Real Estate Law Spotlight NYC
Mr. Wang is a Chinese citizen that wants to buy an apartment in New York City for a budget of $2 mil because he will be traveling often from China to New York. He contacted Law Offices of Corey T. Lee to ask if we can help him. Our firm connected Mr. Wang to a well known real estate broker with many listings. Mr. Wang hired the broker and they set up a whole week to look at apartments in New York City for Mr. Wang’s next trip from China. After looking at over a dozen apartments, Mr. Wang decided to buy an condo apartment in Manhattan near Central Park. He also liked another apartment but did not like that it was a co-op apartment. Mr. Wang did not like the co-op apartment because a co-op building is set up like a corporation with many more restrictions than a condo. He would own shares in the corporation. The co-op board had the power to vote on everything from who can sublet the apartment to what kind of renovations can be done to the apartment to even whether Mr. Wang is allowed to purchase the apartment. Mr. Wang liked the condo apartment because he as the owner would be allowed to make all those decisions without a board needing to approve. Mr. Wang negotiated with the seller and they agreed on a price.
Once the price has been confirmed Mr. Wang hired Law Offices of Corey T. Lee to be his lawyer to close the transaction. Mr. Wang’s broker sent over a deal sheet with all the information of the deal including the names of the sellers broker and the sellers attorney. Our office sent an email to the sellers attorney asking them to send over the contract of sale. We also scheduled a professional inspector to go to the apartment and inspect the apartment for any major problems. After the sellers attorney emailed our office the contract of sale, we reviewed the terms with Mr. Wang. Based on Mr. Wang’s desire, we 1) lengthened the time that Mr. Wang could obtain a loan (because it’s harder to get a loan as a foreign person with no credit): 2) placed a clause that Mr. Wang could buy the apartment under a corporation if he wanted; 3) removed a clause that Mr. Wang needed to buy the apartment “as is” so he could get credit from the seller if Mr. Wang later found anything wrong with the apartment; and 4) removed several clauses that threatened Mr. Wang getting his down payment back of the deal did not go through.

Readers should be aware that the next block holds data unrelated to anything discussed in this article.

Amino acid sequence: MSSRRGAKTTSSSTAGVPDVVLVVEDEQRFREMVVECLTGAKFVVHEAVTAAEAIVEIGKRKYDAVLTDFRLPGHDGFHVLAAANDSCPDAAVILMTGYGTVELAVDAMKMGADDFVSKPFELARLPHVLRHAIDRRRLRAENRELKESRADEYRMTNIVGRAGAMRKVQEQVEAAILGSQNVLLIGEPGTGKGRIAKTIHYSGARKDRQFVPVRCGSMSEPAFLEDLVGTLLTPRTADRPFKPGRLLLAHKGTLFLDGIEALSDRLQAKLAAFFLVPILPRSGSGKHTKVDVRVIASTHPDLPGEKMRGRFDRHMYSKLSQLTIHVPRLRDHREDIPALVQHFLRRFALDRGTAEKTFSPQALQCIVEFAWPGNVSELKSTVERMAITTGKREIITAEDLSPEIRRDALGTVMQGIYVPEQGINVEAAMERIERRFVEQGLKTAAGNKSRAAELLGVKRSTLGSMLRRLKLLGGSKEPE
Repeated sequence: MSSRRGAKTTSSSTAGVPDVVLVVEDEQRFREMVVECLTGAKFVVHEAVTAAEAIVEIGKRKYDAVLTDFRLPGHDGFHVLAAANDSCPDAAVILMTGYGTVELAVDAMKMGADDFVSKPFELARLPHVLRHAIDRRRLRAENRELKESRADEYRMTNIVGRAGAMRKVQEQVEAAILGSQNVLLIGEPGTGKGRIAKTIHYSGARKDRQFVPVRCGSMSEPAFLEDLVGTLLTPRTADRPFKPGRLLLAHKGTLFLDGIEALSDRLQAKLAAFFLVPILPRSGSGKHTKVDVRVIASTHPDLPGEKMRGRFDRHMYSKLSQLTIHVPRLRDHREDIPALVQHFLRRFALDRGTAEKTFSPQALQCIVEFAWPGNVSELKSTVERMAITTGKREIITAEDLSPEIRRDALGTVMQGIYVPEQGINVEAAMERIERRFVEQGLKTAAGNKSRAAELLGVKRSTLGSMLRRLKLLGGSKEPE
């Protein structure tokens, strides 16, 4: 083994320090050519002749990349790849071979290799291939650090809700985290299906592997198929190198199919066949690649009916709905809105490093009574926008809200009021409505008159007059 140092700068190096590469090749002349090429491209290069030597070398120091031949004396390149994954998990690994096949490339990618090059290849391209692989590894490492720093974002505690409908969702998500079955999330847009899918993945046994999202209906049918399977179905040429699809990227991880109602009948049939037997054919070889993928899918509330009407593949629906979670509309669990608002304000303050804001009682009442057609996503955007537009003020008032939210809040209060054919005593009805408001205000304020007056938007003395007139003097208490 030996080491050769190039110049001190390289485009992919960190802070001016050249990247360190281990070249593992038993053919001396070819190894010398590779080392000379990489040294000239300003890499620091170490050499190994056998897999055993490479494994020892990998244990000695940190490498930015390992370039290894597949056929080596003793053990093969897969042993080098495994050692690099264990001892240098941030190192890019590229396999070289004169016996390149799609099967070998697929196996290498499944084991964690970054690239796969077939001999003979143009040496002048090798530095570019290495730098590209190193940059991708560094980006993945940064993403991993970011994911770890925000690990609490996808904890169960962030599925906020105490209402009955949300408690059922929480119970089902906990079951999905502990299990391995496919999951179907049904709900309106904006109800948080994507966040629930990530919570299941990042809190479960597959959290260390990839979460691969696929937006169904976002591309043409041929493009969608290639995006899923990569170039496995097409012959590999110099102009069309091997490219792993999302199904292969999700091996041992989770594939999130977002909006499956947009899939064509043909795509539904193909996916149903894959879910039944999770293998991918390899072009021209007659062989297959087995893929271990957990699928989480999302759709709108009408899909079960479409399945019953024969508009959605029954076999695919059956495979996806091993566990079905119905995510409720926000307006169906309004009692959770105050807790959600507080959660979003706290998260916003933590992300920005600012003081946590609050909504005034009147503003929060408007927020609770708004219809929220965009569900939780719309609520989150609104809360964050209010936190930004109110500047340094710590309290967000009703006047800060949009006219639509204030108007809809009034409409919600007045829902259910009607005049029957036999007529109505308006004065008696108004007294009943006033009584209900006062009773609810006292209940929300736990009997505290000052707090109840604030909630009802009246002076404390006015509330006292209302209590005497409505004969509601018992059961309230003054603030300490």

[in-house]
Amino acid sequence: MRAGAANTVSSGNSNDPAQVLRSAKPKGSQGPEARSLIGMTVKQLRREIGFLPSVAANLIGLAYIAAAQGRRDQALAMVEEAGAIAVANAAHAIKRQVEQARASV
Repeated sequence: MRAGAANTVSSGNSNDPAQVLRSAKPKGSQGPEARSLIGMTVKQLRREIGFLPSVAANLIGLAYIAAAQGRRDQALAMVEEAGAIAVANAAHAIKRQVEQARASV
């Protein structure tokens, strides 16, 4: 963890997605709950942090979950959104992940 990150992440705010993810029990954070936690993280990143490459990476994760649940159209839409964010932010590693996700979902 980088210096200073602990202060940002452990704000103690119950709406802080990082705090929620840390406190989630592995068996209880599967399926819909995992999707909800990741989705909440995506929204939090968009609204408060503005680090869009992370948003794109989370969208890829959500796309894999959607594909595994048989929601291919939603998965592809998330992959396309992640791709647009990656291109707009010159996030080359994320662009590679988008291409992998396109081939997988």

Mr. Wang signed the agreement, prepared a check for 10% of the purchase price, and we overnight mailed the contract and check to the sellers attorney. Mr. Wang insisted on overnight mail because he did not want the seller to show the apartment to any other buyers. The seller signed the contract the next day and took the apartment off the market.
We immediately ordered a title report from a title insurance company. The title insurance company’s job is to make sure that there are no liens against the property, no violations, and that the seller really owns the apartment. Like links in a chain, each previous owner of an apartment must properly hand down title to the next owner. If the title company found a lien against the property or a violation that needs to have a fine paid, the seller must pay these off or decide not to sell the property according to the contract. If the property is transferred to Mr. Wang and he later finds out that another person actually owns the property, the title insurance company must pay Mr. Wang for the whole purchase price of the apartment. That is why Mr. Wang was paying the title insurance company almost $10,000 for his title insurance policy.
Mr. Wang then found a bank through a mortgage broker our firm referred him to that was willing to lend him $1 million. Mr. Wang would pay the rest of the purchase price with his own cash. When the bank finally cleared the loan for closing after almost 60 days, our firm contacted all the parties to the transaction including the brokers and set a closing date.
Mr. Wang flew back from China for the closing, which was almost 4 months from when he signed the contract (please note that all cash deals are much faster). He and his broker did a final walk through of the apartment but found that there was something wrong with the air conditioner. We reported the problem to the sellers attorney and negotiated a credit of $3000 that Mr. Wang would get at the closing.
Finally, at the closing, Mr. Wang signed all the necessary documents for the bank, the title company, and the seller. He was very pleased with our services.